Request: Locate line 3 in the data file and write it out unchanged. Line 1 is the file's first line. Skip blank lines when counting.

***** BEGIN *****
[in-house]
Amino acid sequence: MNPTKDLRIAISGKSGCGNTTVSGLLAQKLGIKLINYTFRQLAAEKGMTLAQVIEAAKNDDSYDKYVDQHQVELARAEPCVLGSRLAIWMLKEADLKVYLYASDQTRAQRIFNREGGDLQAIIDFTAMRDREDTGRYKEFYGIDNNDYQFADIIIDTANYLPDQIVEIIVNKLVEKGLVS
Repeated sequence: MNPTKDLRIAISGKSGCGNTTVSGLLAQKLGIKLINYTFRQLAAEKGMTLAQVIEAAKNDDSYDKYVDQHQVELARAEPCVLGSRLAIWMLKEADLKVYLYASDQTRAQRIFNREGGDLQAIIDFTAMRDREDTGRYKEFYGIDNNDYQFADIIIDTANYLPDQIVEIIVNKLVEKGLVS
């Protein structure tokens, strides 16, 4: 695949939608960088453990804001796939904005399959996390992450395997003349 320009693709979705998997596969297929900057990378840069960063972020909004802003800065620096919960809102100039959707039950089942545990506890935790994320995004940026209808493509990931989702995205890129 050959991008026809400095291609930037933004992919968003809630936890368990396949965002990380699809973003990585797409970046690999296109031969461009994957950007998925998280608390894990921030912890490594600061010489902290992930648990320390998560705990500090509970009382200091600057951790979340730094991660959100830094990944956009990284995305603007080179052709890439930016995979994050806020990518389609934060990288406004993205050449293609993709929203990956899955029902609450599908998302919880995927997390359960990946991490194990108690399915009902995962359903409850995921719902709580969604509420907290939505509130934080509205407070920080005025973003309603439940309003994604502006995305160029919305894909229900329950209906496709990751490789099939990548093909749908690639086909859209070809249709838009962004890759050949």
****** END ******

Repeated sequence: MNPTKDLRIAISGKSGCGNTTVSGLLAQKLGIKLINYTFRQLAAEKGMTLAQVIEAAKNDDSYDKYVDQHQVELARAEPCVLGSRLAIWMLKEADLKVYLYASDQTRAQRIFNREGGDLQAIIDFTAMRDREDTGRYKEFYGIDNNDYQFADIIIDTANYLPDQIVEIIVNKLVEKGLVS